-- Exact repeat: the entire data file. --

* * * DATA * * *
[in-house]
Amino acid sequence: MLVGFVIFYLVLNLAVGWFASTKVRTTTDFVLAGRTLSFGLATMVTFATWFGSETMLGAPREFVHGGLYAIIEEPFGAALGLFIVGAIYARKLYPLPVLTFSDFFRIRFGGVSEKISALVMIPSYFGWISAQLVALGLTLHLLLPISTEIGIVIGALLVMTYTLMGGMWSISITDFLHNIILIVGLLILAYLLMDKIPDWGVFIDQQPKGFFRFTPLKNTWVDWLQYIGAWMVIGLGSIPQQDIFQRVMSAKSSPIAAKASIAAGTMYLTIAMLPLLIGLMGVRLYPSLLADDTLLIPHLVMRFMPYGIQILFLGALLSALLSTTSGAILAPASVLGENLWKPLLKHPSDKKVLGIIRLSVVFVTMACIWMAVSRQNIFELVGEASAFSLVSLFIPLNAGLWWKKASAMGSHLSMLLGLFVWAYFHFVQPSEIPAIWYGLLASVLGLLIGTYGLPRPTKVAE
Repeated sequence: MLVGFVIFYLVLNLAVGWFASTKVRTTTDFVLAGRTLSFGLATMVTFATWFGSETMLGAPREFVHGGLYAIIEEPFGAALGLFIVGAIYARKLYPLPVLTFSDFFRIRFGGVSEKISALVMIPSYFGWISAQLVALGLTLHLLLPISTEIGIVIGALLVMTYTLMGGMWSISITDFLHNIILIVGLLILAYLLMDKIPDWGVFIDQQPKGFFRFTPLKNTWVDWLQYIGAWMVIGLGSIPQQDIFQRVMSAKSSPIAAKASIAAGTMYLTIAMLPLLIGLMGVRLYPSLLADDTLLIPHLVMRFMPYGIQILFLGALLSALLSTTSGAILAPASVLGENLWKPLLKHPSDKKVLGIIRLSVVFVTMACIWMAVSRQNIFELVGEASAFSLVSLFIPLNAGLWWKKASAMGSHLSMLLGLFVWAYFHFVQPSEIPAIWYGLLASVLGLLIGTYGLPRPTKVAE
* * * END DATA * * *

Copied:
[in-house]
Amino acid sequence: MLVGFVIFYLVLNLAVGWFASTKVRTTTDFVLAGRTLSFGLATMVTFATWFGSETMLGAPREFVHGGLYAIIEEPFGAALGLFIVGAIYARKLYPLPVLTFSDFFRIRFGGVSEKISALVMIPSYFGWISAQLVALGLTLHLLLPISTEIGIVIGALLVMTYTLMGGMWSISITDFLHNIILIVGLLILAYLLMDKIPDWGVFIDQQPKGFFRFTPLKNTWVDWLQYIGAWMVIGLGSIPQQDIFQRVMSAKSSPIAAKASIAAGTMYLTIAMLPLLIGLMGVRLYPSLLADDTLLIPHLVMRFMPYGIQILFLGALLSALLSTTSGAILAPASVLGENLWKPLLKHPSDKKVLGIIRLSVVFVTMACIWMAVSRQNIFELVGEASAFSLVSLFIPLNAGLWWKKASAMGSHLSMLLGLFVWAYFHFVQPSEIPAIWYGLLASVLGLLIGTYGLPRPTKVAE
Repeated sequence: MLVGFVIFYLVLNLAVGWFASTKVRTTTDFVLAGRTLSFGLATMVTFATWFGSETMLGAPREFVHGGLYAIIEEPFGAALGLFIVGAIYARKLYPLPVLTFSDFFRIRFGGVSEKISALVMIPSYFGWISAQLVALGLTLHLLLPISTEIGIVIGALLVMTYTLMGGMWSISITDFLHNIILIVGLLILAYLLMDKIPDWGVFIDQQPKGFFRFTPLKNTWVDWLQYIGAWMVIGLGSIPQQDIFQRVMSAKSSPIAAKASIAAGTMYLTIAMLPLLIGLMGVRLYPSLLADDTLLIPHLVMRFMPYGIQILFLGALLSALLSTTSGAILAPASVLGENLWKPLLKHPSDKKVLGIIRLSVVFVTMACIWMAVSRQNIFELVGEASAFSLVSLFIPLNAGLWWKKASAMGSHLSMLLGLFVWAYFHFVQPSEIPAIWYGLLASVLGLLIGTYGLPRPTKVAE